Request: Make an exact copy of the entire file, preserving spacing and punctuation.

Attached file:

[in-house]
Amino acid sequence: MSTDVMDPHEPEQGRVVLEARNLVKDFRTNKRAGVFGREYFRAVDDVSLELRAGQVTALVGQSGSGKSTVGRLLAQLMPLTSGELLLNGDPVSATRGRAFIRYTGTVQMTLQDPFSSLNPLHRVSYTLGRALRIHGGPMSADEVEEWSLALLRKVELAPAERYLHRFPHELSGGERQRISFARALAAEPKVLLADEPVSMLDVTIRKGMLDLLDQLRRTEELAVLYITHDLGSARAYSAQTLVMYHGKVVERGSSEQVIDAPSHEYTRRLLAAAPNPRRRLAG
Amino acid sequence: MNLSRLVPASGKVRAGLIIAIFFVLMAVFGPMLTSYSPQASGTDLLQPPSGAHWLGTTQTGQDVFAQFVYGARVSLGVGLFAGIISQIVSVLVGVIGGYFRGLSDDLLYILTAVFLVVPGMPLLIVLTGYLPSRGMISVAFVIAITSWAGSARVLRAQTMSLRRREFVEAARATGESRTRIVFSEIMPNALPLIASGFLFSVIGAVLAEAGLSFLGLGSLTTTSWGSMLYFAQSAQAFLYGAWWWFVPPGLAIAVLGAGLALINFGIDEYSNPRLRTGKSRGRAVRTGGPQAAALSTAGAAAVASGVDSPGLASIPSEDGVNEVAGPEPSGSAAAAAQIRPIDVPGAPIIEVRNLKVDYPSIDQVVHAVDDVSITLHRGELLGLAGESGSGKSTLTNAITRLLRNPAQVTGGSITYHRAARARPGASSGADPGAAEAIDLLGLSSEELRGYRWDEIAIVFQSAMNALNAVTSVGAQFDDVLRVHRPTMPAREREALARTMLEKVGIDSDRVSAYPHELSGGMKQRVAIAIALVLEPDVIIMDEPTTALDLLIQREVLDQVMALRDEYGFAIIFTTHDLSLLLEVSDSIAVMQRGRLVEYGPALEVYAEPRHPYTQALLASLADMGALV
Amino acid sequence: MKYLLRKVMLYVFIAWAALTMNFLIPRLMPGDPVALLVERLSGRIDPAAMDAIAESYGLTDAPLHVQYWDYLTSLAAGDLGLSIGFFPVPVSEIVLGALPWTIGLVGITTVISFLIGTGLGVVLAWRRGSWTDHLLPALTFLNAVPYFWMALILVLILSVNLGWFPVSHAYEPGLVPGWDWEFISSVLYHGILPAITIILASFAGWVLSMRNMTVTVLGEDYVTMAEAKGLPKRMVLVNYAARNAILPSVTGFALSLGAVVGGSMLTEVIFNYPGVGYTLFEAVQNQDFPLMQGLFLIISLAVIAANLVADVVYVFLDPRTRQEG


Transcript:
[in-house]
Amino acid sequence: MSTDVMDPHEPEQGRVVLEARNLVKDFRTNKRAGVFGREYFRAVDDVSLELRAGQVTALVGQSGSGKSTVGRLLAQLMPLTSGELLLNGDPVSATRGRAFIRYTGTVQMTLQDPFSSLNPLHRVSYTLGRALRIHGGPMSADEVEEWSLALLRKVELAPAERYLHRFPHELSGGERQRISFARALAAEPKVLLADEPVSMLDVTIRKGMLDLLDQLRRTEELAVLYITHDLGSARAYSAQTLVMYHGKVVERGSSEQVIDAPSHEYTRRLLAAAPNPRRRLAG
Amino acid sequence: MNLSRLVPASGKVRAGLIIAIFFVLMAVFGPMLTSYSPQASGTDLLQPPSGAHWLGTTQTGQDVFAQFVYGARVSLGVGLFAGIISQIVSVLVGVIGGYFRGLSDDLLYILTAVFLVVPGMPLLIVLTGYLPSRGMISVAFVIAITSWAGSARVLRAQTMSLRRREFVEAARATGESRTRIVFSEIMPNALPLIASGFLFSVIGAVLAEAGLSFLGLGSLTTTSWGSMLYFAQSAQAFLYGAWWWFVPPGLAIAVLGAGLALINFGIDEYSNPRLRTGKSRGRAVRTGGPQAAALSTAGAAAVASGVDSPGLASIPSEDGVNEVAGPEPSGSAAAAAQIRPIDVPGAPIIEVRNLKVDYPSIDQVVHAVDDVSITLHRGELLGLAGESGSGKSTLTNAITRLLRNPAQVTGGSITYHRAARARPGASSGADPGAAEAIDLLGLSSEELRGYRWDEIAIVFQSAMNALNAVTSVGAQFDDVLRVHRPTMPAREREALARTMLEKVGIDSDRVSAYPHELSGGMKQRVAIAIALVLEPDVIIMDEPTTALDLLIQREVLDQVMALRDEYGFAIIFTTHDLSLLLEVSDSIAVMQRGRLVEYGPALEVYAEPRHPYTQALLASLADMGALV
Amino acid sequence: MKYLLRKVMLYVFIAWAALTMNFLIPRLMPGDPVALLVERLSGRIDPAAMDAIAESYGLTDAPLHVQYWDYLTSLAAGDLGLSIGFFPVPVSEIVLGALPWTIGLVGITTVISFLIGTGLGVVLAWRRGSWTDHLLPALTFLNAVPYFWMALILVLILSVNLGWFPVSHAYEPGLVPGWDWEFISSVLYHGILPAITIILASFAGWVLSMRNMTVTVLGEDYVTMAEAKGLPKRMVLVNYAARNAILPSVTGFALSLGAVVGGSMLTEVIFNYPGVGYTLFEAVQNQDFPLMQGLFLIISLAVIAANLVADVVYVFLDPRTRQEG